Coping with Covid-19; and, hopefully, not feeling crushed or exceedingly cramped. This week pretty much marks the four-month mark since the virus showed up in Canada. By and large, our nation has responded rather well. All provinces except Ontario and Quebec have managed to exercise a good deal of containment and control. In Ontario, only Windsor and area and most parts of Metro Toronto are still the hot-spots. Prayers for citizens and front-line workers in those communities are essential devotional service. Yet, even though most areas are more open in the Stage Two phase,
Some of my colleagues have been bemoaning the fact that “news” from our United Church General Council office has been all about protocols and pragmatics during this time of pandemic lockdown (and now limited re-openings). What they are not hearing and missing is some theology for such times and circumstances.
The Anglican bishops of Canada did issue a pastoral epistle focused on the blessing of sabbath time which this current situation affords us. The Presbyterian church leadership, I believe, focused on how we sustain caring community,
“Love your neighbour as you love yourself”
I am fairly confident that most of us make some effort, even go beyond our normal limits, to implement the first half of this Second Great Law of Jesus. It’s on the second half that we often fall short, or almost neglect altogether.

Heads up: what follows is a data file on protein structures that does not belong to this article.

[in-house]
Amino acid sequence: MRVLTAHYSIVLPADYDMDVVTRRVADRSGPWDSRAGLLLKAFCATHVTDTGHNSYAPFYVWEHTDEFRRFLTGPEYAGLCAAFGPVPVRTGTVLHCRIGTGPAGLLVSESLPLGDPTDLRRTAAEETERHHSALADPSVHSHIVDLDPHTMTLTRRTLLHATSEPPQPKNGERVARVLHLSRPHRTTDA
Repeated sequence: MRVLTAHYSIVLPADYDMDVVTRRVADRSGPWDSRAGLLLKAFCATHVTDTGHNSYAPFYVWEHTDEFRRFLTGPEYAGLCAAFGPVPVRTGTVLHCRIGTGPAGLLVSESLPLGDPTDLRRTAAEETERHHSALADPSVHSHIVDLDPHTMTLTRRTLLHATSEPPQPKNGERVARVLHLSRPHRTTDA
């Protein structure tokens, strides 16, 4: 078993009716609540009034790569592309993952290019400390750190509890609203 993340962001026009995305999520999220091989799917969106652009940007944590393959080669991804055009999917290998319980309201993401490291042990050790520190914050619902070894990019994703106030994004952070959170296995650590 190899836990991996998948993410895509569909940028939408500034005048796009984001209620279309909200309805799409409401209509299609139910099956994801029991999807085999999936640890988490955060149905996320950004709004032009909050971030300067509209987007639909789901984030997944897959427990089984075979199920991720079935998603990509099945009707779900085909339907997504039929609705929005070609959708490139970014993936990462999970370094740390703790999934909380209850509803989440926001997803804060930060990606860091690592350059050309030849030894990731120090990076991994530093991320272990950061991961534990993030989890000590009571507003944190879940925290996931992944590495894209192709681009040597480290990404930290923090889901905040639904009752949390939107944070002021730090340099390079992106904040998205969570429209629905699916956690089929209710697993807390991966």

This prolonged period of social distancing and self-isolation has likely exacerbated that, even if we are mainly cooped up at home with family or sustaining in person contact with a few friends who are “in our bubble”.
There it was, right in the middle of last Sunday’s sermon. It didn’t catch me until sometime on Sunday afternoon, even though the sermon was recorded on Friday. Just before I launched into an appeal to us all to reflect on how we ourselves are caught up in systemic racism and lingering personal prejudices that fracture our sense of human oneness, I used the lyrics from a Bob Marley song to illustrate those moments of “hearts beating as one” at a musical concert.
If We Are Really in This Together …
There are lots of signs of encouragement, new empowerment and the positive sharing of ideas, care, assistance, helpful hints, meditative and relaxation practices, updated information, music, humour, prayers and worship, virtual hugs even. Online ordering and sales have skyrocketed. The majority of people are taking social distancing and protective measures seriously, and many are finding ways to stay connected through Internet chatrooms and Zoom, etc., through short and minimized in-person visits and backyard happy hours,
Spring has certainly been
Cool and cloudy days aplenty;
some with rain.
Summer showing up early?
While everything else seems late:
the delayed return
of some song birds,
the slowness of flowers
to burst into bloom;
the lethargy of leaves
appearing on trees.
Crocuses barely began to open
by the end of March.
Daffodils, hyacinths, tulips waited until
Maybe it’s just me,
Perhaps you remember the old Peter and Gordon tune:
“Please lock me away, and don’t allow the day
here inside where I hide with my loneliness.
I don’t care what they say I won’t stay in a world without love.”
Well, Covid-19 has taken its shot at doing that; but not fully successfully.
Most of us can tell stories of how caring still happens during lockdown days.
Some of us have discovered how that happens in new ways,